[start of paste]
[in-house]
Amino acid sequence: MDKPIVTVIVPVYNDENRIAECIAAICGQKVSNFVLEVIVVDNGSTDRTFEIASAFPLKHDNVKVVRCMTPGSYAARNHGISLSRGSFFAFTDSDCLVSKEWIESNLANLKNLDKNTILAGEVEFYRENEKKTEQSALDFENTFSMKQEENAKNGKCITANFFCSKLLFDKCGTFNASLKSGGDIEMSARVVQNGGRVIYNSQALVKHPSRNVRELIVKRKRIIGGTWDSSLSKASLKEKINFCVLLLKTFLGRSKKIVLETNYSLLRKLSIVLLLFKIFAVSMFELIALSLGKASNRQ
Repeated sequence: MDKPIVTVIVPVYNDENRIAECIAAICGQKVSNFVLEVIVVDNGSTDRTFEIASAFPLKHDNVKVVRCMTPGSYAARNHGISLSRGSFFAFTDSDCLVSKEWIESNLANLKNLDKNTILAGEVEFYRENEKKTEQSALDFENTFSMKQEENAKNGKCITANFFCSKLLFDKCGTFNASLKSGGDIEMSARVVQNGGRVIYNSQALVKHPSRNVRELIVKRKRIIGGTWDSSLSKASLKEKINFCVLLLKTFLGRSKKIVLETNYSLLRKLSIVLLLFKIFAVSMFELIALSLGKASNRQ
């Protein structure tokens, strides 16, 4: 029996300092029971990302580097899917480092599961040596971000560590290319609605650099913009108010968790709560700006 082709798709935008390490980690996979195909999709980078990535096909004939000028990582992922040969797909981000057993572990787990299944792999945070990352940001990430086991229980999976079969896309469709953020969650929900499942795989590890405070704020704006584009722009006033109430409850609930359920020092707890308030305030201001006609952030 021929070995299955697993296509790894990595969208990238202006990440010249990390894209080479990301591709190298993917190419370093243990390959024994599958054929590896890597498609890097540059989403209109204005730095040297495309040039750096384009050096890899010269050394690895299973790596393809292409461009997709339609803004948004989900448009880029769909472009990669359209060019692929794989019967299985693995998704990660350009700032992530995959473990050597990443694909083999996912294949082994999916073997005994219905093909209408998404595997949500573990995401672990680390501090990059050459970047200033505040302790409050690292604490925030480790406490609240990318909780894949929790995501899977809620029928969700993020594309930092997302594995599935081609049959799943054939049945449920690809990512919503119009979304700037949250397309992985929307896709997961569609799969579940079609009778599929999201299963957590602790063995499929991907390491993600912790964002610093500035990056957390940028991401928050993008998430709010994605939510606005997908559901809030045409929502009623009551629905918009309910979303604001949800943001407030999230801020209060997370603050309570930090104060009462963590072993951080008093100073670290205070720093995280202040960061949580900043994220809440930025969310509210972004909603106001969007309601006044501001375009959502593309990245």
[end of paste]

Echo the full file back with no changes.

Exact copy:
[in-house]
Amino acid sequence: MDKPIVTVIVPVYNDENRIAECIAAICGQKVSNFVLEVIVVDNGSTDRTFEIASAFPLKHDNVKVVRCMTPGSYAARNHGISLSRGSFFAFTDSDCLVSKEWIESNLANLKNLDKNTILAGEVEFYRENEKKTEQSALDFENTFSMKQEENAKNGKCITANFFCSKLLFDKCGTFNASLKSGGDIEMSARVVQNGGRVIYNSQALVKHPSRNVRELIVKRKRIIGGTWDSSLSKASLKEKINFCVLLLKTFLGRSKKIVLETNYSLLRKLSIVLLLFKIFAVSMFELIALSLGKASNRQ
Repeated sequence: MDKPIVTVIVPVYNDENRIAECIAAICGQKVSNFVLEVIVVDNGSTDRTFEIASAFPLKHDNVKVVRCMTPGSYAARNHGISLSRGSFFAFTDSDCLVSKEWIESNLANLKNLDKNTILAGEVEFYRENEKKTEQSALDFENTFSMKQEENAKNGKCITANFFCSKLLFDKCGTFNASLKSGGDIEMSARVVQNGGRVIYNSQALVKHPSRNVRELIVKRKRIIGGTWDSSLSKASLKEKINFCVLLLKTFLGRSKKIVLETNYSLLRKLSIVLLLFKIFAVSMFELIALSLGKASNRQ
């Protein structure tokens, strides 16, 4: 029996300092029971990302580097899917480092599961040596971000560590290319609605650099913009108010968790709560700006 082709798709935008390490980690996979195909999709980078990535096909004939000028990582992922040969797909981000057993572990787990299944792999945070990352940001990430086991229980999976079969896309469709953020969650929900499942795989590890405070704020704006584009722009006033109430409850609930359920020092707890308030305030201001006609952030 021929070995299955697993296509790894990595969208990238202006990440010249990390894209080479990301591709190298993917190419370093243990390959024994599958054929590896890597498609890097540059989403209109204005730095040297495309040039750096384009050096890899010269050394690895299973790596393809292409461009997709339609803004948004989900448009880029769909472009990669359209060019692929794989019967299985693995998704990660350009700032992530995959473990050597990443694909083999996912294949082994999916073997005994219905093909209408998404595997949500573990995401672990680390501090990059050459970047200033505040302790409050690292604490925030480790406490609240990318909780894949929790995501899977809620029928969700993020594309930092997302594995599935081609049959799943054939049945449920690809990512919503119009979304700037949250397309992985929307896709997961569609799969579940079609009778599929999201299963957590602790063995499929991907390491993600912790964002610093500035990056957390940028991401928050993008998430709010994605939510606005997908559901809030045409929502009623009551629905918009309910979303604001949800943001407030999230801020209060997370603050309570930090104060009462963590072993951080008093100073670290205070720093995280202040960061949580900043994220809440930025969310509210972004909603106001969007309601006044501001375009959502593309990245």